Call to Renewal >> is another ecumenical venture that incorporates politics and the reconstruction of society in it's mission. In their History of the movement, "...The ideological polarization of the churches will not contribute to the spiritual discernment of politics the country most needs. Inflamed rhetoric and name calling is no substitute for real and prayerful dialogue between different constituencies with legitimate concerns and a gospel of love which can bring people together. We are Evangelical voices who seek a biblical approach to politics, not an ideological agenda. We are Catholic voices who assert our own church's social teachings as a vital alternative to both the Left and the Right. We are Orthodox voices who have long stressed the role of spirituality in nurturing culture. We are African American, Latino, white, Asian, and Native American church voices whose commitment to personal faith and social justice leads us to visions of transformation beyond both political parties. We are voices from all the Protestant churches who feel represented neither by old religious liberalism nor new right fundamentalism.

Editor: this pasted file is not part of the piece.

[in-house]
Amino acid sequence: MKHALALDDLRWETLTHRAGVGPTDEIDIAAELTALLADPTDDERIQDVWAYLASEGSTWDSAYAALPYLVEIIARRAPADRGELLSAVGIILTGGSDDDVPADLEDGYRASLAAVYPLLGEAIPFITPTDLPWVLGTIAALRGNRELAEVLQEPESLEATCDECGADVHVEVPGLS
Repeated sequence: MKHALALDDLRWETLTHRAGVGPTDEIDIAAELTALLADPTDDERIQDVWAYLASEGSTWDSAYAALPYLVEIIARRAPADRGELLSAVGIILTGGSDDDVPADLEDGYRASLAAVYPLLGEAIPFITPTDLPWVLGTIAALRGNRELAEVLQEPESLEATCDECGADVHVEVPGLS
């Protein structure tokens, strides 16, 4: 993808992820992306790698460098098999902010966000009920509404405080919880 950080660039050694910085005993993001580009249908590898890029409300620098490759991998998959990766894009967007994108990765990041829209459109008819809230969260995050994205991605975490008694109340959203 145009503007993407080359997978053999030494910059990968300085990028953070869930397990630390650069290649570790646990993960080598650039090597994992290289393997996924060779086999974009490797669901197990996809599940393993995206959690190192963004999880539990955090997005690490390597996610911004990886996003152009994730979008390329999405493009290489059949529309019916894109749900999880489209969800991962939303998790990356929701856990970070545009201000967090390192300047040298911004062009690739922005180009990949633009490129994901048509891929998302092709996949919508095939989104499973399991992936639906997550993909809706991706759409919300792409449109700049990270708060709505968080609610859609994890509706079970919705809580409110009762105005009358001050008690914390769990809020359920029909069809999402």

...Politics cannot solve all our problems. Spiritual renewal will be required-of our personal values and communal virtues, of our religious congregations and neighborhood organizations, of our educational institutions and economic enterprises. But genuine spiritual renewal must not be self-righteous or mean-spirited. And spiritual sensitivity must replace ideological predictability as the touchstone of religion in politics. Our definitions of politics must be widened to include new solutions and leadership. In particular, new community-based and value-centered solutions must be found to our seemingly intractable problems. The wall between "public" and "private" solutions must come down in favor of new partnerships and configurations that involve everyone. And our religious communities must become meeting places and experimentation grounds where those new solutions are shaped and carried out in partnership with other cultural, economic, and political institutions..."

Just some of the Initiating Endorsers and Members of "Cry For Renewal" include the following: